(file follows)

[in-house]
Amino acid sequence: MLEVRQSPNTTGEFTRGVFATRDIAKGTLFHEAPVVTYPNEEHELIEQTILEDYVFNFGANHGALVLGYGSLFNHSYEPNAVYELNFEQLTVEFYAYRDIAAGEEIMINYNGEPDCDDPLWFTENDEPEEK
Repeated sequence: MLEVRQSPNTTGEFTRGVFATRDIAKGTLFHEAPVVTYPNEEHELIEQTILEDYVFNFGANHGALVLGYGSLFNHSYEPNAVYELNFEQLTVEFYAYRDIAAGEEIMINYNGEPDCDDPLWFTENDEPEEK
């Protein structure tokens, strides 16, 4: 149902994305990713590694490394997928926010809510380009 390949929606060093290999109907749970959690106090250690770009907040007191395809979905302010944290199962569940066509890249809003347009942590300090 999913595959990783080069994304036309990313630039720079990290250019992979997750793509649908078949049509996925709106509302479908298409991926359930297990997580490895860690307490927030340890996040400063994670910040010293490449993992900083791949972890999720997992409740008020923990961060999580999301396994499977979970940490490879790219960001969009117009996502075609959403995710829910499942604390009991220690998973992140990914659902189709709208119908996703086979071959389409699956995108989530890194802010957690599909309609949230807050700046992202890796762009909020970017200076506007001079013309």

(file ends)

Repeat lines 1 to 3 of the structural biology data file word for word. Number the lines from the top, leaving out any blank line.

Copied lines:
[in-house]
Amino acid sequence: MLEVRQSPNTTGEFTRGVFATRDIAKGTLFHEAPVVTYPNEEHELIEQTILEDYVFNFGANHGALVLGYGSLFNHSYEPNAVYELNFEQLTVEFYAYRDIAAGEEIMINYNGEPDCDDPLWFTENDEPEEK
Repeated sequence: MLEVRQSPNTTGEFTRGVFATRDIAKGTLFHEAPVVTYPNEEHELIEQTILEDYVFNFGANHGALVLGYGSLFNHSYEPNAVYELNFEQLTVEFYAYRDIAAGEEIMINYNGEPDCDDPLWFTENDEPEEK